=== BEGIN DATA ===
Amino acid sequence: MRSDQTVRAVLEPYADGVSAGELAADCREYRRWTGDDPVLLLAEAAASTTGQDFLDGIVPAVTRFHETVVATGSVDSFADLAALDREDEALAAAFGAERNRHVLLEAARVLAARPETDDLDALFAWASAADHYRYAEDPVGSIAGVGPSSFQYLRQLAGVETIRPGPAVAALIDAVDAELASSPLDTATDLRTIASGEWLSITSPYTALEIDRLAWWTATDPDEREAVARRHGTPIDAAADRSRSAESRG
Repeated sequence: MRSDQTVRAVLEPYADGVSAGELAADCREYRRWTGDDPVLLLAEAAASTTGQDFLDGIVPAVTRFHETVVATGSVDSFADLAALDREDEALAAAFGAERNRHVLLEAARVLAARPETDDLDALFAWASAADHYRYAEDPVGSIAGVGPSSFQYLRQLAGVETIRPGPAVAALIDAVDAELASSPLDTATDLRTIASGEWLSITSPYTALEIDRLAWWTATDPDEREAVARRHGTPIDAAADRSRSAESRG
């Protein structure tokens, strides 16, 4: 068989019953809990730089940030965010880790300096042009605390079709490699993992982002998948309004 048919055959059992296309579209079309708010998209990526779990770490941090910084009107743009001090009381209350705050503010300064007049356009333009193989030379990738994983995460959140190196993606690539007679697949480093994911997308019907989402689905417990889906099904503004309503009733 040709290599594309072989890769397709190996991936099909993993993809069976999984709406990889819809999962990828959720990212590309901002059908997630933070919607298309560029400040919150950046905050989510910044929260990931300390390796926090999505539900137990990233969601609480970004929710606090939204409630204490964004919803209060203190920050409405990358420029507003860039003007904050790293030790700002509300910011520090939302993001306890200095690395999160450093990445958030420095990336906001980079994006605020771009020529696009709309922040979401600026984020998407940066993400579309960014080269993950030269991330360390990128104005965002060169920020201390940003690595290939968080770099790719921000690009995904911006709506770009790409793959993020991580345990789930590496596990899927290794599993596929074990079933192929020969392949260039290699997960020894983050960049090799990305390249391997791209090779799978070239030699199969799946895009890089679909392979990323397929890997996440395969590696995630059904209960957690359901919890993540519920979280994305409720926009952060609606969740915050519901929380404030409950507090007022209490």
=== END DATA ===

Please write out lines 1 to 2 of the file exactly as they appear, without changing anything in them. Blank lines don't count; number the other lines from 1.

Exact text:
Amino acid sequence: MRSDQTVRAVLEPYADGVSAGELAADCREYRRWTGDDPVLLLAEAAASTTGQDFLDGIVPAVTRFHETVVATGSVDSFADLAALDREDEALAAAFGAERNRHVLLEAARVLAARPETDDLDALFAWASAADHYRYAEDPVGSIAGVGPSSFQYLRQLAGVETIRPGPAVAALIDAVDAELASSPLDTATDLRTIASGEWLSITSPYTALEIDRLAWWTATDPDEREAVARRHGTPIDAAADRSRSAESRG
Repeated sequence: MRSDQTVRAVLEPYADGVSAGELAADCREYRRWTGDDPVLLLAEAAASTTGQDFLDGIVPAVTRFHETVVATGSVDSFADLAALDREDEALAAAFGAERNRHVLLEAARVLAARPETDDLDALFAWASAADHYRYAEDPVGSIAGVGPSSFQYLRQLAGVETIRPGPAVAALIDAVDAELASSPLDTATDLRTIASGEWLSITSPYTALEIDRLAWWTATDPDEREAVARRHGTPIDAAADRSRSAESRG